if i was at that meeting i woulda said ‘lets use this image as a giclee print with the title of the exhibition and a little caption at the bottom that says “Think About It”

  3. That lion makes my heart hurt. The thought of running my mouse over it does indeed make me wonder about what should & should not be licensed. You have also solidified my resolve to get myself to a museum soon.

  4. Epic, that is so interesting about the British Museum. This exhibit has been traveling for at least three years and I suspect is on its way back to England now after finishing in Boston. It totally surprised me as I was not thinking I’d be so taken with it. It was a spectacular exhibit and as if you needed any more reasons to mourn the Iraq war, from the “lost art” perspective it is heartbreaking.
    Tipota, I love your thoughts on this! “Think about it”…oh, my, what I wouldn’t give to have seen this image and those words on the exhibition promotional materials. My only conclusion was that the person who said this was OK to do was one who had managed to avoid suffering in his or her own life. I can’t imagine anyone with any experience whatsoever, thinking this was a good choice.

    Conni, Oh, I know. It totally surprised me, coming at the end as it did. Oh, yes, to going to a museum soon. They are a life’s blood to me. No kidding. If I am in the pits, I can rescue myself by going.

  5. I remember once seeing a mousepad of the painting Starry Night. I felt the exact same way . . .

  6. mousepad with dying lion? come on people. :D whats next? cups with tigers eating deers..

  7. As is often the case with insipid and often insulting commercials, I’m also staggered by the notion that a committee, or a board, or some partnership arrangement slammed the gavel down on that particular idea and said ” it’s a go”. Where does this come from.

    This from a woman who, as a 5 year old, took her stuffed animals off the bedroom window sill in the winter and put them under the blanket to keep them “warm.”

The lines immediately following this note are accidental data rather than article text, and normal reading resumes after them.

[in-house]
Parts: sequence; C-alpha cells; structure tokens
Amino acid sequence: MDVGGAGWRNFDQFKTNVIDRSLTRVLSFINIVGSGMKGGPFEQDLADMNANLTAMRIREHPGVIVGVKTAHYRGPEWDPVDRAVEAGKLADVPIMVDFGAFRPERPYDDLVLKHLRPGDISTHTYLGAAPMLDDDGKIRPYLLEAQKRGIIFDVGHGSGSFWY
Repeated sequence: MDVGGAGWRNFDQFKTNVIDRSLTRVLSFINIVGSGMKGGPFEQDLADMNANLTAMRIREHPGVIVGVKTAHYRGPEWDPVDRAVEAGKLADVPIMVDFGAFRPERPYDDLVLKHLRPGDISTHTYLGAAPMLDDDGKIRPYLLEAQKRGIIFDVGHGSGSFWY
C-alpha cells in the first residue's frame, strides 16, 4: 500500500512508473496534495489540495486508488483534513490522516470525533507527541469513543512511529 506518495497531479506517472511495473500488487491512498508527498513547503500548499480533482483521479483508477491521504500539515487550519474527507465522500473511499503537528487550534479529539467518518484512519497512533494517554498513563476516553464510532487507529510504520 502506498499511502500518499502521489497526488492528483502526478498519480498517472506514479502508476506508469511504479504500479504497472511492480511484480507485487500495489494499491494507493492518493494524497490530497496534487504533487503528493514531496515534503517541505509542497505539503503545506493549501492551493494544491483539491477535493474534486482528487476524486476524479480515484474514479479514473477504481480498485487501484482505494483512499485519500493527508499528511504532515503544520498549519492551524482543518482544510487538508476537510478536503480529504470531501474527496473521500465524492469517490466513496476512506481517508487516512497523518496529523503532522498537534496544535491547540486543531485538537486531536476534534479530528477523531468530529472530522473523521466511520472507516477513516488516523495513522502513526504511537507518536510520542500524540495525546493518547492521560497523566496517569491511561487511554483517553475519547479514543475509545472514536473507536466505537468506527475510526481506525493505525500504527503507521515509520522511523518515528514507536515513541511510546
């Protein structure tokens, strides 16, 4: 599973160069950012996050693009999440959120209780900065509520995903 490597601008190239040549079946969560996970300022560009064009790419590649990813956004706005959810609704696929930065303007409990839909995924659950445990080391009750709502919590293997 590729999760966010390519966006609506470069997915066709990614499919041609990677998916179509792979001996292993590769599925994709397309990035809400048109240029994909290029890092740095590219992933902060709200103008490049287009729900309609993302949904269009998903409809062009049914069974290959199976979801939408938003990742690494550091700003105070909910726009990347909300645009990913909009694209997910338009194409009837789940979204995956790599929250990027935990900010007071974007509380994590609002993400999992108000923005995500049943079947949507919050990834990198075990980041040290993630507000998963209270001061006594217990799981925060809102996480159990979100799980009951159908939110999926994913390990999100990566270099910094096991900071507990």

Drop the “m ” and see what that word spells…..yeah, see?

    Sharp on the part of your sensitivity meter to even notice the ludicrous contrast.

  8. Tysdaddy, the starry night one would not have trip wired this marketing excess to me. I guess I can tolerate running over a gorgeous landscape but not a suffering animal.

    Palpinao: “tigers eating deers” made me think of a droll comment made by a Museum of Natural History museum employee in New York City. There was a long line of school children waiting to see an IMAX movie about the Serengeti. I stopped the guard and asked him if he thought the movie was worth waiting to see it with a gazzillion school kids. He looked bored. Then, said,”It’s the usual thing: lions eating tigers.”

    Oh, Bonnie, taking your stuffed animals off the bedroom window sill and putting them under the blanket?? Aw.
    No, you’d definitely not be a candidate for the dying lion mousepad, I am proud to say.

  9. thats just it pat. thats just it.


Leave a Reply

Fill in your details below or click an icon to log in:

WordPress.com Logo

You are commenting using your WordPress.com account. Log Out / Change )

Twitter picture

You are commenting using your Twitter account. Log Out / Change )

Facebook photo

You are commenting using your Facebook account. Log Out / Change )

Google+ photo

You are commenting using your Google+ account. Log Out / Change )

Connecting to %s

%d bloggers like this: